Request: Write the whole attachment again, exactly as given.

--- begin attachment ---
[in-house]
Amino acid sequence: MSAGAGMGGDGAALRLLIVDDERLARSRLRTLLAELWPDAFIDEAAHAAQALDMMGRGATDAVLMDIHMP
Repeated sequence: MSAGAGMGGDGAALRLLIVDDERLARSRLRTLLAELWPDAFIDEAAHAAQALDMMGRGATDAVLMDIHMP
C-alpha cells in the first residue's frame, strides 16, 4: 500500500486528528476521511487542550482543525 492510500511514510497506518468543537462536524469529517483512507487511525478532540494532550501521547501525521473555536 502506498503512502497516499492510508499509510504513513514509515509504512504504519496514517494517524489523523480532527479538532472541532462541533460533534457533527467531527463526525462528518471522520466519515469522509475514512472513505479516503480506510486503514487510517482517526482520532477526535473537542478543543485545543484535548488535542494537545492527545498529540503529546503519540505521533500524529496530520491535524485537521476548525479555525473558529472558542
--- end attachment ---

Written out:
[in-house]
Amino acid sequence: MSAGAGMGGDGAALRLLIVDDERLARSRLRTLLAELWPDAFIDEAAHAAQALDMMGRGATDAVLMDIHMP
Repeated sequence: MSAGAGMGGDGAALRLLIVDDERLARSRLRTLLAELWPDAFIDEAAHAAQALDMMGRGATDAVLMDIHMP
C-alpha cells in the first residue's frame, strides 16, 4: 500500500486528528476521511487542550482543525 492510500511514510497506518468543537462536524469529517483512507487511525478532540494532550501521547501525521473555536 502506498503512502497516499492510508499509510504513513514509515509504512504504519496514517494517524489523523480532527479538532472541532462541533460533534457533527467531527463526525462528518471522520466519515469522509475514512472513505479516503480506510486503514487510517482517526482520532477526535473537542478543543485545543484535548488535542494537545492527545498529540503529546503519540505521533500524529496530520491535524485537521476548525479555525473558529472558542